On 24 June tram and bus drivers in Bydgoszcz, a city in northern Poland, stopped their vehicles and blocked the entrance to the city depot. What is happening is a textbook example of an industrial strike. Yet, the workers themselves prefer to talk about a revolt – as they went on strike without going through the lengthy procedure of industrial action prescribed by Polish law. They felt that only a radical step would make someone want to talk to them seriously. In fact, it is hard not to agree with them.
In one of the episodes of Cross-Border Talks at the beginning of this year, I suggested that a wave of protests and strikes may rise up in Poland, if nothing is done about low wages, inflation and rising prices of basing goods.
Then, the Russian invasion of Ukraine became the topic number one, and for many of us solidarity with our neighbours became more urgent than our own grievances. Yet, the reality is severe: life of an average working Polish citizen has become significantly more expensive, and our salaries do not adjust to the trend.
New protests were only a matter of time. In some entreprises, workers reached agreements with the board on the earlier stages of industrial dispute. The drivers from Bydgoszcz, though, felt that a lengthy procedure of mediations and signing protocols of divergence would not bring them anything.
In Poland, city bus drivers are yet one category of essential workers who are nightmarishly underpaid. The strikers from Bydgoszcz often earn not much above 3000 PLN (approx. a bit more than 600 euros), not far from the minimum salary. If they say that soon no one would like to ride a city bus for this money, they are not making idle threats.
Furthermore, it is not just an isolated case of one city. The author of these words lives in the Upper Silesian-Zagłębie metropolitan area in the south of Poland, an urban area with a population of nearly 2,5 mln inhabitants. I do not need to explain the importance of urban rails, buses and trams in a place like this. Yet, the “course cancelled” sign on the boards indicating the arrival times of city buses no longer surprises us. Other examples from other Polish cities can be found, too.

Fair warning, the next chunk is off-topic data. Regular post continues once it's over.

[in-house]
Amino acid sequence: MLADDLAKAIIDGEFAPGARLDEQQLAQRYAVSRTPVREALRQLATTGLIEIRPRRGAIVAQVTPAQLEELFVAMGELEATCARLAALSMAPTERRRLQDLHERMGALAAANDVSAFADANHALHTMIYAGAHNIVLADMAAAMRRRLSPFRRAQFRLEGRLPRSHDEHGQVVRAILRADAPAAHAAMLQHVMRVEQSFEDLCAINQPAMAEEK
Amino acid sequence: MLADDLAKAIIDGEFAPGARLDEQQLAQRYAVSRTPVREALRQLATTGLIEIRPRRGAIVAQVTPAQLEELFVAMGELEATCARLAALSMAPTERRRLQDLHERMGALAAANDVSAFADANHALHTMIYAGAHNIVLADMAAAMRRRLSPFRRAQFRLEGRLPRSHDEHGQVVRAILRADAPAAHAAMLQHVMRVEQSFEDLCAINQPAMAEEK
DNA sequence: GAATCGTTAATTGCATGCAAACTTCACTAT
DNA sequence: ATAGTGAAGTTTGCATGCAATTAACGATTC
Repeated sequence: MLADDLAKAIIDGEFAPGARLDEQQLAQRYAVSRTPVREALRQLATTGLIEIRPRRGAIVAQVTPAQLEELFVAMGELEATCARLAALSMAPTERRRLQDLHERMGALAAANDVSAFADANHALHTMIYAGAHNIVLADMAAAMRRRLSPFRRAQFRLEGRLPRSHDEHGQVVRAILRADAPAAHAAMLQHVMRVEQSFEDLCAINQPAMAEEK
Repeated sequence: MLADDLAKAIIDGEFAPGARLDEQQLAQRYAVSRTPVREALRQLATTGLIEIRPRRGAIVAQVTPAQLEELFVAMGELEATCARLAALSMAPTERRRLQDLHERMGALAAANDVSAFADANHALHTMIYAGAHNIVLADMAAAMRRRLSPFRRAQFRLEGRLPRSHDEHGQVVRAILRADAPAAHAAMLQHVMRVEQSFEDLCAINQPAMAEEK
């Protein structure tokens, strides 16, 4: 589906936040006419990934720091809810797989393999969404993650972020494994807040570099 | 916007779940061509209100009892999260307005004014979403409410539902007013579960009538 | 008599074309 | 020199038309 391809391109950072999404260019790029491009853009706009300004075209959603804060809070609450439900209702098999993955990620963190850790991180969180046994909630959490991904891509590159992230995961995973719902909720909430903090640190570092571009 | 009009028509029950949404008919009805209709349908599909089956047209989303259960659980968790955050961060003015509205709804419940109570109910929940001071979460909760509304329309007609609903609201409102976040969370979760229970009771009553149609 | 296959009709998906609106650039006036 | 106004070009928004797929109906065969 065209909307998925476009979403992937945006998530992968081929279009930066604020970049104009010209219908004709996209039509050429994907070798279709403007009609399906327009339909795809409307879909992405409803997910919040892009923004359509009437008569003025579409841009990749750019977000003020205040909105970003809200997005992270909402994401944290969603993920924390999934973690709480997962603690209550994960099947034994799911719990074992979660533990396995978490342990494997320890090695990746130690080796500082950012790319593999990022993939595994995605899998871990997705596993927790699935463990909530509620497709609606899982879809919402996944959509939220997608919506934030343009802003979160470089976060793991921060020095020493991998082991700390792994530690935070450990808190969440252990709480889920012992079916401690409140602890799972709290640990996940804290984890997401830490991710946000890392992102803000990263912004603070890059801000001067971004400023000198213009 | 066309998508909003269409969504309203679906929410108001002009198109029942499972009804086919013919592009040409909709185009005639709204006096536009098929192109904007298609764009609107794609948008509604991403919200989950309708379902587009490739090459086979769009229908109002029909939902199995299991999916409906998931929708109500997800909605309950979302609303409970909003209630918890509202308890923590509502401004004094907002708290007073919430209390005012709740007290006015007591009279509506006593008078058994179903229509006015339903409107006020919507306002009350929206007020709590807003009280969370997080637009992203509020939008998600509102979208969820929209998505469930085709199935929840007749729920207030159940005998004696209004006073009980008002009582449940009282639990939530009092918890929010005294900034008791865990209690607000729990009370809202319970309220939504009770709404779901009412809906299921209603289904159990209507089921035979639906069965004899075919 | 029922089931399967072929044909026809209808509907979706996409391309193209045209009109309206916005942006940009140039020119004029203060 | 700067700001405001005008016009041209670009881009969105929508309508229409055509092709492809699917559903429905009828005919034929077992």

We persisted for a very long time – and many Poles, sadly, still do – in the belief that nothing can be done about poor wages. At best, one can simply work more, at the expense of health and time spent with loved ones. However, recent months show that the working people of Poland see more and more clear how pointless are such ‘advices’. We in Poland do work hard. Nevertheless, high prices and inflation hit us. There is a growing feeling that waiting for mercy would equal to a suicide. On the other hand, the industrial working class is gradually growing a belief that a collective action can actually be succesful. The victorious strikes in Paroc Polska factory in 2021 and then a historic six-week strike in Solaris bus factory, to name just the most famous examples, helped to grow self-confidence and determination.